Businesses with experience of cloud computing are coping much better than those without, as the massive shift of knowledge workers from office environments to home working rolls out at unprecedented scale and speed.

In a new APAC leader technology video panel produced by Which-50 and Boardroom Media this week, we interviewed the Asia Pacific chiefs of Nice, Slack, Box and Okta about how their customers are coping with the transition, and the mistakes they need to avoid.

According to Graham Sowden, APAC GM for zero-trust security platform Okta, “My customers are telling me different things from my prospects. My customers are typically further along the cloud adoption path, and so they’re finding it somewhat easier.”

Prospects, on the other hand, come in with quite some haste at the moment. It’s all because they’re struggling to get that many people in through their existing firewall – they need an alternative solution, he says.

“They’re struggling with the scale, and the velocity of all of this and they are seriously worried about compromising security. So they’re telling me very different stories to the customers.”

We asked Nice Systems APAC president Darren Rushworth about the issues his customers — large contact centres with significant populations of agents — are facing.

Darren Rushworth, Nice.

“You have two things happening at the same time. One is you’re trying to move people to a new environment at home, which provides tremendous technological challenges because you want to make sure that the connection is going to be safe, secure, and you still have the data protection issues.

“At the same time, what we’re seeing is that the scale and the ramp-up of inquiries [businesses face] are over the top. People are calling in their banks about mortgage refinancing. They’re calling into social services, they’re calling into utilities saying I have bills to pay. So the demand is going up significantly.”

Rushworth said cloud computing is essential to solving this problem. “The only real way to do it is to move to a cloud infrastructure as quickly as you possibly can. That gives you the benefits of being able to scale very, very quickly and provide people the technology they need at home.”

He also stressed that technology is just one issue that managers need to consider.

“You need to think about how you manage business updates and training in an environment that’s moving so quickly as this, this wasn’t planned. Nobody’s knowledge base was able to support Covid viruses. It just didn’t exist.”

This requires strong flexible systems and processes, he said. “You want to make sure people are turning up and doing their job. You need the ability to actually check-in and manage schedules and conflicts and, [to check that] people are actually doing what they’re supposed to do.”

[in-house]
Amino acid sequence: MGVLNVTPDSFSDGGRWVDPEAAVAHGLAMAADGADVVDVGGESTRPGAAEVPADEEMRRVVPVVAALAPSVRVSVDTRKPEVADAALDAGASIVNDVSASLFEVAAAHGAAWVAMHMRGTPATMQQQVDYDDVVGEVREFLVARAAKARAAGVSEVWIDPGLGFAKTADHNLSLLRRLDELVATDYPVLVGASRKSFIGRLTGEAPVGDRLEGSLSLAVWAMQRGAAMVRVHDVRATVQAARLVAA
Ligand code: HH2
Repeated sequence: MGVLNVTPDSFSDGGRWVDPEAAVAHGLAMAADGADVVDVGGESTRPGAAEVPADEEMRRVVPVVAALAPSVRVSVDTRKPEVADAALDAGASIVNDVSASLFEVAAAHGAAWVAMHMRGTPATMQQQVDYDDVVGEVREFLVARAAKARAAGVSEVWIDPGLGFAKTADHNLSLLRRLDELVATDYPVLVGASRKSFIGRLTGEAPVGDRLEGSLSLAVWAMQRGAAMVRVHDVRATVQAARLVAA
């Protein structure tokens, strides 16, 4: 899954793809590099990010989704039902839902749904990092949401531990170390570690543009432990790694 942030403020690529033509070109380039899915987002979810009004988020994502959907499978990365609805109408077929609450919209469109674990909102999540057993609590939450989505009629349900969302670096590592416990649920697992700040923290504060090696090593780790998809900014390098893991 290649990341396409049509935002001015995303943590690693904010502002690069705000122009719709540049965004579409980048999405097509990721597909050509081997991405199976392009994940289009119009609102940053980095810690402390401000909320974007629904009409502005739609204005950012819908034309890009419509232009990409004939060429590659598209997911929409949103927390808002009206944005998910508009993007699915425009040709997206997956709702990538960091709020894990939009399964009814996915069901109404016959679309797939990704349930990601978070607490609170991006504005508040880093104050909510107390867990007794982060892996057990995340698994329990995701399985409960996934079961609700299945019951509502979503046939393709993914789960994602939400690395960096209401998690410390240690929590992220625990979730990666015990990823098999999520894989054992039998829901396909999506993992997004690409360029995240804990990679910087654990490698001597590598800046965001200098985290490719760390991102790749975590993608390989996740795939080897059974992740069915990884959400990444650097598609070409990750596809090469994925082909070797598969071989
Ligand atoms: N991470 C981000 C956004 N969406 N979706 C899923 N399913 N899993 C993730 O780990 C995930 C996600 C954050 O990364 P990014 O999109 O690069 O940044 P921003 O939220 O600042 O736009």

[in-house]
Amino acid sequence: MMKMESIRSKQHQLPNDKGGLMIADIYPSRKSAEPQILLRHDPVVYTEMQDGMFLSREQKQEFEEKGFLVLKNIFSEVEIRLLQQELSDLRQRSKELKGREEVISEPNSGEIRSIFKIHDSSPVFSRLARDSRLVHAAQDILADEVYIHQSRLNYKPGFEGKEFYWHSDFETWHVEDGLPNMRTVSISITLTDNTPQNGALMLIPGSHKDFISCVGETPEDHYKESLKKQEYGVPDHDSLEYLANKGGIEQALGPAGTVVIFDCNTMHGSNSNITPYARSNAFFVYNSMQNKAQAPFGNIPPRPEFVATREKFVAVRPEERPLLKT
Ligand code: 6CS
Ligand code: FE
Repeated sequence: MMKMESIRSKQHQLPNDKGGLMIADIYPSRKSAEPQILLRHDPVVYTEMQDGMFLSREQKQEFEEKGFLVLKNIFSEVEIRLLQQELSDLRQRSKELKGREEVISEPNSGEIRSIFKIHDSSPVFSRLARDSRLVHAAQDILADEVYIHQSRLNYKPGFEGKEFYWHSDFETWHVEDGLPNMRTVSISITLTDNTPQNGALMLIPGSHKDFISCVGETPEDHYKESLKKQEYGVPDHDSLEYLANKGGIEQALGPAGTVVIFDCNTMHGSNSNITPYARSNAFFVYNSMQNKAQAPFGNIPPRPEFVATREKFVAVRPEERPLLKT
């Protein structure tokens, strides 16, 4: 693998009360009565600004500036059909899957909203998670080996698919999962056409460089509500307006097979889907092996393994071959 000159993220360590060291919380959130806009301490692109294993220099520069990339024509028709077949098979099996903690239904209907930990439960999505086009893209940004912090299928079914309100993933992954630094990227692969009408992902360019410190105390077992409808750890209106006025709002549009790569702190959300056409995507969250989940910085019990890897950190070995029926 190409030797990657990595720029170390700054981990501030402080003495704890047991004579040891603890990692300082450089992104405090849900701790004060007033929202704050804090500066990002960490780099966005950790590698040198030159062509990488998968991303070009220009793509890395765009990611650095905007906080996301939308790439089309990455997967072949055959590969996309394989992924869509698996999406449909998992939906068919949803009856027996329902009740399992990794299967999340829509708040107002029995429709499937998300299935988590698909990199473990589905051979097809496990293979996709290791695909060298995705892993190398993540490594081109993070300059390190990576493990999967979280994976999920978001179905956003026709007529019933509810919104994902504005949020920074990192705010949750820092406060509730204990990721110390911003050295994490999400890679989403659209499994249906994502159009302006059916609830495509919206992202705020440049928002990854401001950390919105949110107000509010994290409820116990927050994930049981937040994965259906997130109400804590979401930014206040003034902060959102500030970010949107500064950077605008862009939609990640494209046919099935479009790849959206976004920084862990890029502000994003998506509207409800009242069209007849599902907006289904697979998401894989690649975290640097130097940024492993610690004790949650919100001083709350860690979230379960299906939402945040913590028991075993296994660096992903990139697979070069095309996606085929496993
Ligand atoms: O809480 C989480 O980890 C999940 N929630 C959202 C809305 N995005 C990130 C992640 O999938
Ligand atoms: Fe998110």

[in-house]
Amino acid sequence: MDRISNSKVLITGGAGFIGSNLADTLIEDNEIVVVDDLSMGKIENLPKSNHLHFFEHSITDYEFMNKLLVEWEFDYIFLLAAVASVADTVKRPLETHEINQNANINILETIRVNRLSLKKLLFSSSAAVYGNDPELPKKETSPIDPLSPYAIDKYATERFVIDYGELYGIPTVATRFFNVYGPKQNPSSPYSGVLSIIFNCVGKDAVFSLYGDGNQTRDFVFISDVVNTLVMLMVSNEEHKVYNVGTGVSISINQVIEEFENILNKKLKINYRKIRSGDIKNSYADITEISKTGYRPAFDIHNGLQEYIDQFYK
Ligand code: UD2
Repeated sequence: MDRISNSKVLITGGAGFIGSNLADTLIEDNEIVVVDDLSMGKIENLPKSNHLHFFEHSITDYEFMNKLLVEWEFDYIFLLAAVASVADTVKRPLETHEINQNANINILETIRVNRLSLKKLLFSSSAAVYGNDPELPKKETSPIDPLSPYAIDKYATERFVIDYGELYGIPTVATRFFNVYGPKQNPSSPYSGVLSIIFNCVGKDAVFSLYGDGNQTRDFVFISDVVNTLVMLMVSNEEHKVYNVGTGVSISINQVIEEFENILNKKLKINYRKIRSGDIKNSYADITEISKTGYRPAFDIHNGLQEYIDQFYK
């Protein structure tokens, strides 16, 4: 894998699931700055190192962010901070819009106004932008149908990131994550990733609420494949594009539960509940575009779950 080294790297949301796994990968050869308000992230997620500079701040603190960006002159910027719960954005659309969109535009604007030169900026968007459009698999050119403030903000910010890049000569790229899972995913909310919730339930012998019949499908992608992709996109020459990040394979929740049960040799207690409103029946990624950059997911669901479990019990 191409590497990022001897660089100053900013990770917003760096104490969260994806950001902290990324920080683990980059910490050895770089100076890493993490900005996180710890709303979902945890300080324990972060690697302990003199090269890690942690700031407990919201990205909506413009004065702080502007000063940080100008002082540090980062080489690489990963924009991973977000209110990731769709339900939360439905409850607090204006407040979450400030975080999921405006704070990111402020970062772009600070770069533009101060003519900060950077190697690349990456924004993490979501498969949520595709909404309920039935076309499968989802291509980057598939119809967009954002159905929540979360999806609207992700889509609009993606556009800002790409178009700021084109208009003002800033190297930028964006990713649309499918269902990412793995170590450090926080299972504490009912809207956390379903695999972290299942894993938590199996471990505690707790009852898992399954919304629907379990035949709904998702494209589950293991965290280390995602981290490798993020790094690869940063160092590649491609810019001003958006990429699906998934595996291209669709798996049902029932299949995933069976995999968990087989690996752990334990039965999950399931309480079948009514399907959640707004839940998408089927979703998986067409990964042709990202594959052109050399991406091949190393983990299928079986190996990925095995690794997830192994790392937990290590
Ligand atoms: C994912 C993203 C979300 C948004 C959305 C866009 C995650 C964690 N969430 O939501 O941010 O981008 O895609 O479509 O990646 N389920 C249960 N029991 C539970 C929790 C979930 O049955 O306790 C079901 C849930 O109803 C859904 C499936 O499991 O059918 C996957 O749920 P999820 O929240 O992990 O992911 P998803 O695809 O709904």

Messaging platform Slack has seen a huge increase in demand on its platform.

Its APAC boss Matt Loop said, “The spike we’re seeing and usage is really coming from a couple of different areas. I’d say first, it’s our existing customers who have Slack in place who have an understanding of how the platform works. For them, it’s about enabling a broader set of their employees and best practices around how to manage through this crisis.”

Next, he said are the not-for-profits and the service providers who are on the front lines right now, and who are trying to help with aid. “Urgency is first and foremost since speed, in this case, is saving lives. So we’re trying to activate and allow for information flow between employees and volunteers.”

The final group is the new customers, who are unfamiliar with Slack but need a tool to help them through these times.

Immediate needs 

Across all three groups, the common driver is immediacy. “They want to provide transparency to their employees and make sure they’re communicating with them effectively. They want to maintain productivity and keep their business afloat. And last, it needs to be of course secure and reliable. They want to make sure that this is going to continue to run and not go down over the course of these weeks.”

Box’s APAC regional vice president Scott Leader said the urgency with which companies are shifting to homework environments means it is crucial that platform providers like his make it as easy as possible for businesses to get up to speed.

“I think one of the challenges, whenever you’re rolling out a new system, is the user behaviour. How do people bring on a new application and really let it enhance what they’re doing?”

To meet this need Box has invested heavily in online education services.

“If you’re a new user coming on Box, you can actually go on there are a lot of pre-recorded courses. And with the current environment, we’re actually offering free courses. as well as the live courses with one of our experts.”

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